Apologies for not posting last Saturday. Shame on me for not having the next part even written. With writing projects coming my way nearly every day, it’s difficult to give time to these little treasures.
With that said, enjoy the continuation of “Winged.”
The morning came with rain. Oddly enough, it did not come with dowsed feelings or wet emotions. Rather, I rose with an interesting sense of clear, clean anticipation. Anticipation of what was up for a wild guess. I rested my chin on the windowsill and watched the droplets individually. They looked happy, and I really don’t know how raindrops can look happy, but they did, somehow. I wanted the rain to continue all day, but it was gone by nine o’clock, and the earth was dry by ten. It seemed what I felt inside could not be in sync with the weather, because it was then that I began to feel wet and dowsed. After some thought I concluded that I felt dowsed with anticipation.
I went downstairs into a clouded and silent kitchen. It was Sunday; my parents would not be awake now. I was relieved because I wasn’t in the mood to put on fake smiles and false accommodations. I walked to the full length window and looked out beyond the porch, beyond the beach, to the waves. They were calm as glass. I started to feel that urge again, the urge to look up and gaze deeply at the sky. I satisfied myself with looking at the horizon, half water, half sky. Unfortunately, that was enough. I flipped the white latch and quietly pushed the sliding door open. My bare feet were like a cat’s; soft, delicate, and yet full of spring. I glided down to the water, my wings ruffling in protest. Even they couldn’t keep me back. My skin touched the chilled sand, and a ripple of cold swept up my legs into my torso.
If I lifted into the air now, I could escape it…
Escape. Even the word itself felt so promising. My tan feathered wings began to beat; back and forth, back and forth. I waited for the voice of my mother, the voice of my reason, to tell me to settle down, to ask me, with meaning, what I was doing. First my chest, then my hips, and my knees followed into the air. When my feet left the sand the cold stayed with them, and that’s all that stayed with them. No grey particles, no drops of saltwater, no solidity of earth. I was rising.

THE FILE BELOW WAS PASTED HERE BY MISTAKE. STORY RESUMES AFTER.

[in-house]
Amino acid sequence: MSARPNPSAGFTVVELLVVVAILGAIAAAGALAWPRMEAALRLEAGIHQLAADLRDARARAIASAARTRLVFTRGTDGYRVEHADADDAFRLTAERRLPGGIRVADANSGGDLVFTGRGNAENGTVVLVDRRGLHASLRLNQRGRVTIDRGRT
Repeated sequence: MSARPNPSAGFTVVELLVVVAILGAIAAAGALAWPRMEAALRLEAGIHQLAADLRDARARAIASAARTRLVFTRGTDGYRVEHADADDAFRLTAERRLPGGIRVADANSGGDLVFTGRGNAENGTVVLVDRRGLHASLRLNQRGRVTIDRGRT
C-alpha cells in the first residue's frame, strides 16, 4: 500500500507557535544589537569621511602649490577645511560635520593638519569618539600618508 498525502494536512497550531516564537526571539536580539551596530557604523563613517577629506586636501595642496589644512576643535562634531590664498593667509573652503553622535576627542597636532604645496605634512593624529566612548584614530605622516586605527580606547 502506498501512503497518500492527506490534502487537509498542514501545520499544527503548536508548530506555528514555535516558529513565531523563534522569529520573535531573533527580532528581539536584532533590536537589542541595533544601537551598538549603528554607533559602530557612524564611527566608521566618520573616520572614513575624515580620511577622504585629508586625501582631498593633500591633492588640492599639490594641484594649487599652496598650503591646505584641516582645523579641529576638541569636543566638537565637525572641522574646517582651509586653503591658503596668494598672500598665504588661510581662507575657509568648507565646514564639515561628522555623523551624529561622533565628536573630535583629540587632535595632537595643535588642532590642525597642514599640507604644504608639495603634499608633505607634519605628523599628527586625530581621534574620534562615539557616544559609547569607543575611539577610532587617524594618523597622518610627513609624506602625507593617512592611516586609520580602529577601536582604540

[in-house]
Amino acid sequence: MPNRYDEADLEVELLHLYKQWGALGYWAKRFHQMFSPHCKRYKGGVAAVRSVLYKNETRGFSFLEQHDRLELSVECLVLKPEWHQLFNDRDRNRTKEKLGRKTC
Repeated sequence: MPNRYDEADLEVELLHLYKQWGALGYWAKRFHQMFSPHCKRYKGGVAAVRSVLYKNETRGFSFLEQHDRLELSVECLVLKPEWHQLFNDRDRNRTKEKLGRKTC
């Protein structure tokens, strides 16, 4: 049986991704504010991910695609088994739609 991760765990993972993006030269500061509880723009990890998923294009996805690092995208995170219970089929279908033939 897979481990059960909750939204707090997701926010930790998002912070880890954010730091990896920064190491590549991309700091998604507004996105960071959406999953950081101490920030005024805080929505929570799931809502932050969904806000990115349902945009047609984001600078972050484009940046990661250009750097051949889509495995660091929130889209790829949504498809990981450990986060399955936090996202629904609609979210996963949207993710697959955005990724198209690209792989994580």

And I was rising too fast.
I didn’t know I was rising fast. All I could concentrate on was keeping my weight aloft, keeping my struggling wings beating. I simply ascended vertically, but now I tilted my body forward. I leaned into the wind like I was falling into bed. I spread my arms to keep my balance. I recalled to memory how I saw the gulls do it. Casual, lounging, lying back in the breeze. For just a moment my wings paused, and suddenly I flipped, curling around until I ended up horizontal. My eyes raced down to the ground, and I thought I was going to lurch but instead I remained absolutely still, my wings hung up like a towel to dry. I lifted my face until I saw the horizon again, and I began to follow it. I smiled to myself, thinking how lucky that I was such a skinny girl and likely weighed only about a hundred pounds. I smiled again, because I felt even lighter than that.
Time did not continue. I mean, of course it continued, but not for me. And no matter how much further I went, the horizon and the teasing sun were still as far as they were before. That didn’t matter to me, anyway. I was flying. That’s all I could think. I was flying. Seventeen years and I was flying. It was a very beautiful Sunday morning.
Perfection cannot be forever, and I did not pay attention to how high I was going. Something chilled and ghostly brushed my hand, and as I looked I realized a cloud was passing through me. It wasn’t the fact that I suddenly couldn’t see that made me panic. It was the fact that I was this close to a cloud, that I was touching a cloud, and it overwhelmed me. Then the gust came. I was shot back out into clear air, and for the swiftest, momentous, most beautiful second I saw the sun climbing over the end of the world. Then it was spinning. I couldn’t find the muscles in my back that made my wings move. When you’re falling everything seems to lift out of your body oh so gently, turning you into a puppet and placing you at the mercy of the invisible strings of nature and fate.